Recent analyses have shown that among fuel cell stack components around 45% of the cost comes from the platinum catalyst. Therefore, a complete removal of platinum from fuel cells and replacement with metals that are less expensive and more abundant in nature is crucial. As an alternative to traditional fuel cells that operate under corrosive acidic conditions with membranes like nafionTM, the use of an alkaline membrane fuel cell (AEM-FC) may reduce costs by avoiding the use of platinum. The main obstacle to the development of this type of fuel cell is the challenge of overcoming poor hydrogen oxidation (anode) kinetics in alkaline media.

We present a nanoparticle palladium based catalyst (10 wt% Pd) with a composite support made of Vulcan XC-72 carbon and CeO2 (C-CeO2) which exhibits enhanced kinetics in alkaline media. Our fuel cell containing this catalyst performs with no platinum in the catalysts (Pd at the anode and Ag at the cathode) and produces 500 mW cm-2 peak power output running on dry hydrogen and air.

High angle annular dark field (HAADF) scanning transmission electron microscopy (STEM) and high-resolution transmission electron microscopy (HR-TEM) were used to study the catalyst morphology. Z-contrast STEM micrographs of Pd/C-CeO2 are shown in Figure 25a. The CeO2 structures appear brighter than carbon on the STEM images. Palladium nanoparticles are visible only on the carbon part of the sample due to poor resolution between Pd and CeO2 (mean size of carbon supported nanoparticles 2.0 nm). Therefore, we used STEM-EDX (energy dispersive X-ray) elemental map analysis to investigate the Pd distribution over both the carbon and ceria parts of the catalyst. A representative area of the catalyst is shown in Figure 25b, that shows a notable accumulation of Pd on the ceria-rich regions. Our electrochemical investigations show that the Pd-CeO2 interaction is responsible for the enhanced activity of this catalyst.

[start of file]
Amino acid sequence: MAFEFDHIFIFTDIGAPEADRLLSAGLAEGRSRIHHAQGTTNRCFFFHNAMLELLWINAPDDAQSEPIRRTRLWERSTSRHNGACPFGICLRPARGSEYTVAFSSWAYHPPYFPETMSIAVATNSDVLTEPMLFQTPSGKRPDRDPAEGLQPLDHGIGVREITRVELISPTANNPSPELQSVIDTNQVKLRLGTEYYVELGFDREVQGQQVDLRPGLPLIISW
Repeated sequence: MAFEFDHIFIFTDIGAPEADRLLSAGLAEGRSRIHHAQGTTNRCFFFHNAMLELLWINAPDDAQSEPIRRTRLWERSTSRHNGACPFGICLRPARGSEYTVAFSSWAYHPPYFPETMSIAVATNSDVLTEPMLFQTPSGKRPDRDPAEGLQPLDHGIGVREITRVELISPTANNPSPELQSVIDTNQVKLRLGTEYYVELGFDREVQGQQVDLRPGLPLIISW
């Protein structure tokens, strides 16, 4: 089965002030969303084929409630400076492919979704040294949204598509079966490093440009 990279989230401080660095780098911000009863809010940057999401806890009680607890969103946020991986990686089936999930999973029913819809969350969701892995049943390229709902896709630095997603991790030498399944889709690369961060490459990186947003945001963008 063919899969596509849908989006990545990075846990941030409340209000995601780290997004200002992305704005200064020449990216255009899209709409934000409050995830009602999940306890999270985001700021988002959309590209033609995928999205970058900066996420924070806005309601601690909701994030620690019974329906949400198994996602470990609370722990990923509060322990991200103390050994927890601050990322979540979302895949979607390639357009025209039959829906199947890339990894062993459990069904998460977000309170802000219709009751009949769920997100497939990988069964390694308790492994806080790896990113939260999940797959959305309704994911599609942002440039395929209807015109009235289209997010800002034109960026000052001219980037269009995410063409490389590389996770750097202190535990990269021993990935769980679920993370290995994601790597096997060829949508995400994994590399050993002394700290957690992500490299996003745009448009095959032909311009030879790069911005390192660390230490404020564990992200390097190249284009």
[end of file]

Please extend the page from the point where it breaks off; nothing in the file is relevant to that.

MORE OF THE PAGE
Fig. 25: a) STEM micrographs of Pd/C-CeO2 (scale bars from left to right; 200 nm, 100 nm and 50 nm respectively) and b) STEM image of Pd/C-CeO2 and related EDX maps for C, O, Pd and Ce respectively (scale bar is 20 nm).

Strong Pd-CeO2 interactions would have a significant effect on the oxidation state of the Pd due to the oxide spillover capacity of ceria that would leave most of the Pd in the oxidised form. To verify this, the Pd oxidation state in the Pd/C-CeO2 catalyst was investigated by X-ray absorption spectroscopy (XAS) and compared to a simple Pd on carbon catalyst (Pd/C) with the same loading. XAS data were obtained at beamline BM08 (LISA CRG). Spectra were also collected on PdO and on a foil of metallic Pd as standards. In Figure 26a, a comparison of the XANES (X-ray absorption near-edge structure) spectra clearly shows that Pd in Pd/C-CeO2 is mostly oxidised, while in Pd/C the palladium is prevalently in its metallic state. EXAFS (extended X-ray absorption fine structure) analysis was carried out modelling the data with two components, i.e. metallic Pd and PdO. The raw EXAFS data and related Fourier transforms are shown in Figures 26b and 26c respectively. The EXAFS analysis shows PdO accounts for 87 wt% of the total Pd content in Pd/C-CeO2. This is unusual as carbon supported Pd nanoparticles (ca. 2 nm in diameter) are usually found to be at least 50% metallic. As expected, only 17 wt% of PdO was found in the Pd/C system. The XAS data therefore shows that the Pd exists primarily as oxide for the C-CeO2 supported catalyst also confirming that Pd is largely supported on the ceria regions.


Fig. 26: a) XAS at the Pd Kα edge of Pd/C-CeO2 and Pd/C (XANES spectra of Pd-foil and PdO standards are also shown), b) EXAFS data and the related c) Fourier transforms at the Pd Kα edge.

In summary, we studied an entirely Pt-free fuel cell that produces a peak power density of over 500 mW cm-2. This performance is due to a Pd/C-CeO2 catalyst where the Pd-CeO2 interactions enhance hydrogen oxidation kinetics.


Principal publication and authors

A Pd/C-CeO2 anode catalyst for high-performance platinum-free anion exchange membrane fuel cells, H.A. Miller (a), A. Lavacchi (a), F. Vizza (a), M. Marelli (b), F. Di Benedetto (c), F. D’Acapito (d), Y. Paska (e), M. Page (e) and D.R. Dekel (f), Angew Chem Int Edit 55, 6004-6007 (2016); doi: 10.1002/anie.201600647.
(a) CNR-ICCOM, Firenze (Italy)
(b) CNR-ISTM, Milan (Italy)
(c) Department of Earth Sciences, Università di Firenze (Italy)
(d) CNR-IOM-OGG c/o ESRF, Grenoble (France)
(e) CellEra, Caesarea (Israel)
(f) Technion – Israel Institute of Technology, Haifa (Israel)